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HomePick of the DayPick of the Day: 1961 Dart Phoenix D-500 convertible, rare piece of...

Pick of the Day: 1961 Dart Phoenix D-500 convertible, rare piece of Dodge history

One of only 68 built with the D-500 powertrain that boasts 340 horsepower

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When Chrysler Corporation separated Dodge and Plymouth vehicles and their design in 1960, Dodge set out to create a more affordable full-size car in hopes to attract Plymouth buyers – hence the birth of the Dodge Dart.

The Dart was built on the 118-inch wheelbase borrowed from Plymouth’s unibody chassis and was offered in three levels: the entry-level Seneca, mid-range Pioneer, and more luxurious Phoenix.

The Pick of the Day is a 1961 Dodge Dart Phoenix D-500 convertible that, according to the St. Louis, Missouri, dealer advertising the car on ClassicCars.com, is one of only 68 Phoenix convertibles built with the D-500 powertrain and one of just 6 in this color combination.

Dart, Pick of the Day: 1961 Dart Phoenix D-500 convertible, rare piece of Dodge history, ClassicCars.com Journal

Chrysler design staff head Virgil Exner gave the Dart a facelift in 1961 with design elements only seen for that model year. These features included a concave front grille, quad headlights placed on the outer edge and reverse sculpted fins.

Dart, Pick of the Day: 1961 Dart Phoenix D-500 convertible, rare piece of Dodge history, ClassicCars.com Journal

“Mid-way through the year, the Dodge dealer network offered round taillights as an extra cost option to be installed for better brake light visibility, which our example has showcased here,” the dealer notes.

“The restoration continues to present remarkably well with the paint quality nothing short of exceptional,” the dealer continues. “The same can be said for the complete interior, convertible top, chrome and stainless, etc.”

The body is finished in the factory-correct Midnight paint with a matching black power convertible top over an all-red vinyl and cloth interior.

This Phoenix is equipped with an AM radio, heater and defroster and a fender-mounted rearview mirror.

Dart, Pick of the Day: 1961 Dart Phoenix D-500 convertible, rare piece of Dodge history, ClassicCars.com Journal

“Under the hood rests its original 383ci High Performance V8 with D-500 dual carburation resting on the impressive Cross Ram tuned intake system to produce 340 horsepower and 460 lb. ft of torque,” the seller ads also noting the engine is linked to a pushbutton TorqueFlite 3-speed automatic transmission.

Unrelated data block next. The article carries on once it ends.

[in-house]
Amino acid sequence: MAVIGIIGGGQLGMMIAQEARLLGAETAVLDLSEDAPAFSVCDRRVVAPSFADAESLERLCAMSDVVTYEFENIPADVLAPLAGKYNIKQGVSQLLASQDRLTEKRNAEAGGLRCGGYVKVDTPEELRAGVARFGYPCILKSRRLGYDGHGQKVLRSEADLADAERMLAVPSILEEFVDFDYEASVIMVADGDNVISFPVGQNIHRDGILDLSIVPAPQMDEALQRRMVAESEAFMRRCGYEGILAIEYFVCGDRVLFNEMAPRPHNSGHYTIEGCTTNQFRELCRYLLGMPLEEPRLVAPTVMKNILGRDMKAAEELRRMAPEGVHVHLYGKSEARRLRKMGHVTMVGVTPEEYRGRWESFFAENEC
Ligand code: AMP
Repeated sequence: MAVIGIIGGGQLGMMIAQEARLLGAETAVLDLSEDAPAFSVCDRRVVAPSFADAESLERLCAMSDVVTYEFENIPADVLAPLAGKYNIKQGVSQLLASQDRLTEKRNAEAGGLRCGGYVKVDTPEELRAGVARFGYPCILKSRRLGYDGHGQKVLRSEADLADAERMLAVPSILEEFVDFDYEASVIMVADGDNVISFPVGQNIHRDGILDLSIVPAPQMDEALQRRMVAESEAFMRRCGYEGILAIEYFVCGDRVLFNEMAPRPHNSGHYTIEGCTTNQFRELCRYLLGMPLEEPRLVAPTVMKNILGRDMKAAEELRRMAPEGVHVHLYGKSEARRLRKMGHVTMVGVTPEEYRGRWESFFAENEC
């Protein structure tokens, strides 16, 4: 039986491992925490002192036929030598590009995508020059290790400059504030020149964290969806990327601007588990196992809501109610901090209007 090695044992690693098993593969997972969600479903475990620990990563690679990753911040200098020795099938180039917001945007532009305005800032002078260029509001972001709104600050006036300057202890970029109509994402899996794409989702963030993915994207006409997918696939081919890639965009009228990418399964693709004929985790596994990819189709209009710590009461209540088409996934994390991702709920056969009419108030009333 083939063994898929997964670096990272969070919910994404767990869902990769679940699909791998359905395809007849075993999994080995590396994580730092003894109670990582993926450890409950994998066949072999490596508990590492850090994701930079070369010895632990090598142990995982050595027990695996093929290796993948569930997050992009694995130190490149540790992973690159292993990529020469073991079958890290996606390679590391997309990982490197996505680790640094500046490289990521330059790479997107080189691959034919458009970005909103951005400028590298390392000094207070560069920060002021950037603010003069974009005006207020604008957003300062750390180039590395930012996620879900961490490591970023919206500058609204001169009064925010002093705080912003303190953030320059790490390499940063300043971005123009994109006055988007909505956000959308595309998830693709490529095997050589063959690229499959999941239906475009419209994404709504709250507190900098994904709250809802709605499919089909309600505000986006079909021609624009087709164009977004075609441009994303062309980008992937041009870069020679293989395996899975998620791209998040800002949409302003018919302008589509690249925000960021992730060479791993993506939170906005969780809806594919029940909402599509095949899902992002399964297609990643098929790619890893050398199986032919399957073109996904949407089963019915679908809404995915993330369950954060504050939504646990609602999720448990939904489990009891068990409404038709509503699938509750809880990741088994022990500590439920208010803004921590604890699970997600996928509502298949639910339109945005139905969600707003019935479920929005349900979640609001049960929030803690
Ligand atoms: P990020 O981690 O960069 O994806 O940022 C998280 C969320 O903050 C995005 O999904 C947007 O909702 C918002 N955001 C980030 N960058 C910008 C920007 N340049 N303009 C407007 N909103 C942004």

Dart, Pick of the Day: 1961 Dart Phoenix D-500 convertible, rare piece of Dodge history, ClassicCars.com Journal

The dealer gives us some insight into this Phoenix’s history, noting that the current owners purchased the convertible in 2012 from the “Cars From Dreams” collection in 2012 and it has remained in their collection since. 

Included in the sale are two sets of ignition keys, one truck key, one key blank, and the factory owner’s manual.

The asking price for this rare Dart Phoenix is $99,900.

To view this listing on ClassicCars.com, see Pick of the Day.

Hagerty
Racheal Colbert
An experienced writer and editor, Racheal brings her enthusiasm for collector cars to her role as the Content Manager of the Collector Car Network. Former Content Writer and Marketing Manager in the tech and publishing industry, Racheal brings a fresh perspective to the Journal and the automotive world.

5 COMMENTS

  1. Couldn’t fix the dent in the radiator top for some reason. For a hundred thousand dollars, I would want that dent fixed…

    But, that’s just me.

  2. The dent in the radiator is how it left the factory. It is designed to prevent the radiator from any vapor locks. If you look close enough you will see there are no scratches & the dent is perfectly shaped.

  3. Lads —
    I’m not sure about that dent in the radiator as my ’60 Fury with the SonoRamic Commando engine (the Plymouth version of the Dart D-500 ram-inducted or “cross-ram” mill) does not have it. Also, though I can’t positively tell from the photo, that seat upholstery looks like some rather amateurish “tuck and roll” and not MoPar.
    On the other hand, I am quite sure that the 340 HP rating given by that dealer is bogus as the “official” or advertised rating for the ram 383 in 1960 and 1961 for Dart and Plymouth was 330 ponies. The actual output has long been an item of discussion as the larger, but basically very similar (same heads, cam, valve gear, compression, etc.), ram 413 was rated at 375. Thus, logic leads one to think that if the 383 is 93% the size of the larger motor, its HP should be about 93% of that of the 413 or some 350-360 horsepower. From discussions I’ve had with former Chrysler execs, old Ramchargers, and the Chrysler Historical Society, that 330 HP of the production 383 was the result of internal corporation politics — i.e., it wasn’t good for the Chrysler image if the lowly Dart and Plymouth had almost the same power as the 300F and more than the other models in the Chrysler lineup.
    Joe Godec

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